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No Qualified Immunity for Michigan Prisoner’s Heat-Dehydration Death

No Qualified Immunity for Michigan Prisoner's Heat-Dehydration Death

The Sixth Circuit Court of Appeals affirmed the denial of qualified immunity to eleven prison officials in the isolation, dehydration and death of a Michigan prisoner.

A "heat alert" was issued for Ionia Michigan from June 29, 2002 to July 5, 2002 because temperatures exceeded 85 degrees. The Bellamy Creek Correctional Facility (BCCF) is located in Ionia and subject to the alert.

On June 19, 2002, BCCF prisoner Jeffrey Clark collapsed outside the chow hall while waiting in line. He was crying and incoherent. Guards believed he had mental, rather than physical, problems and took him by wheelchair to an observation cell.

While in the cell, Clark barked like a dog and screamed. Guards believed he was "faking" while others believed he needed psychological services.

When guards "attempted to move Clark to his regular cell, Clark 'stiffened up and his legs just gave out.'" Guards believed Clark "planned to leave his cell and was 'a manipulator.'" He was returned to the observation cell.

For some reason, on June 30, 2002, the water in the observation cell was turned off. Clark was banging on the door, barking, yelling and unresponsive. No attempt was made to determine if he was receiving psychiatric care.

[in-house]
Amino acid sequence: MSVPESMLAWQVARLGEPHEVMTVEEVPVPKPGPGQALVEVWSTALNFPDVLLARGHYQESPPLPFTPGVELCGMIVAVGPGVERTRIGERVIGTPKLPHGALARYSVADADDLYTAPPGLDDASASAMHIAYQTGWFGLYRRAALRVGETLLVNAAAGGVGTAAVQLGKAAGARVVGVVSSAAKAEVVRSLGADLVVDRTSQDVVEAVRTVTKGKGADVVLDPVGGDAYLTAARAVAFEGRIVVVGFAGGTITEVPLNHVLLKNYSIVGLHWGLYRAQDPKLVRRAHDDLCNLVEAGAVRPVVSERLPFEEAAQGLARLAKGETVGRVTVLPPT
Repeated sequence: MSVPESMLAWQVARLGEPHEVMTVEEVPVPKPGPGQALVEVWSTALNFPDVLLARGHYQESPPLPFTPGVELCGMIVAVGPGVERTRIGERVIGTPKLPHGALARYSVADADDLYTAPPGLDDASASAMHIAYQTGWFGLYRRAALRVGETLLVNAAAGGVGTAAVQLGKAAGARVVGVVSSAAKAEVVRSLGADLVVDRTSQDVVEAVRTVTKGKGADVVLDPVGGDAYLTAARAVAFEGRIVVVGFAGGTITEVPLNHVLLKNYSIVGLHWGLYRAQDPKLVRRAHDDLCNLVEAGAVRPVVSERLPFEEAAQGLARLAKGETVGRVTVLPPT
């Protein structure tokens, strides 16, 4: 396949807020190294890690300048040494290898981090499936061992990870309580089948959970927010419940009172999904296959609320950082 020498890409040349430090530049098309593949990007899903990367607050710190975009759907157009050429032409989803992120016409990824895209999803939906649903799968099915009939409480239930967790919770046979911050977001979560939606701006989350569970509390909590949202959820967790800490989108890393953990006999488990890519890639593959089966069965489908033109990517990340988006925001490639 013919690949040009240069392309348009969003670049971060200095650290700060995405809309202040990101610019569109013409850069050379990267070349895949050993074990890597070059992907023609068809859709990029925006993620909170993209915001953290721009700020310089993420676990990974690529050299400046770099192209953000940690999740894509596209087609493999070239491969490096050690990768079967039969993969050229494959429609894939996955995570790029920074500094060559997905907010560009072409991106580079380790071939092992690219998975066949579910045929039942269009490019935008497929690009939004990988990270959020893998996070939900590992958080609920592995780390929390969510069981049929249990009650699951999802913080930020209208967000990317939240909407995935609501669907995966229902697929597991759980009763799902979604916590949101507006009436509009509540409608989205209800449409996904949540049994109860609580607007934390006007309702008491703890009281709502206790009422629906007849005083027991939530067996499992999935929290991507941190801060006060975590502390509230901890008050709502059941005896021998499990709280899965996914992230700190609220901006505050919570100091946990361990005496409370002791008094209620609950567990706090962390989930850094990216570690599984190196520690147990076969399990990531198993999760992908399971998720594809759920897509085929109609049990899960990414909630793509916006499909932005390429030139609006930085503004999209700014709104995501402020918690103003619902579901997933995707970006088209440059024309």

On July 1, 2002, Clark was still "acting very strange, talking and yelling at himself." He had not slept in at least 16 hours and was drinking from his toilet. Staff again believed Clark was acting out to manipulate his way into a transfer.

On July 2, 2002, the water remained off in Clark's cell. He urinated on the floor, refused meals and his "cell was 'trashed.'" He continued to refuse food on July 3, 2002. Dried food was smeared on the walls and floor. Clark continued "to act in an odd manner, but he" was less aggressive. Staff again concluded "Clark was a 'manipulator,'" who "was 'trying to have things his way.'" Clark died of dehydration on July 4, 2002. Rigor mortis set in before he was found in the "observation cell."

Clark's estate brought suit, alleging deliberate indifference to his medical needs. On summary judgment, the district court denied qualified immunity to 15 defendants.

The Sixth Circuit, on interlocutory appeal, affirmed the denial of qualified immunity to eleven defendants and reversed as to four defendants. The court found "a triable issue of fact exists over whether 11 of the defendants showed deliberate indifference to Clark's health and safety needs," and "it should come as no surprise that Clark had a clearly established right not to be deprived of" food, water and medical care. See: Clark-Murphy v. Foreback, 439 F.3d 280 (6th Cir. 2006).

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Related legal case

Clark-Murphy v. Foreback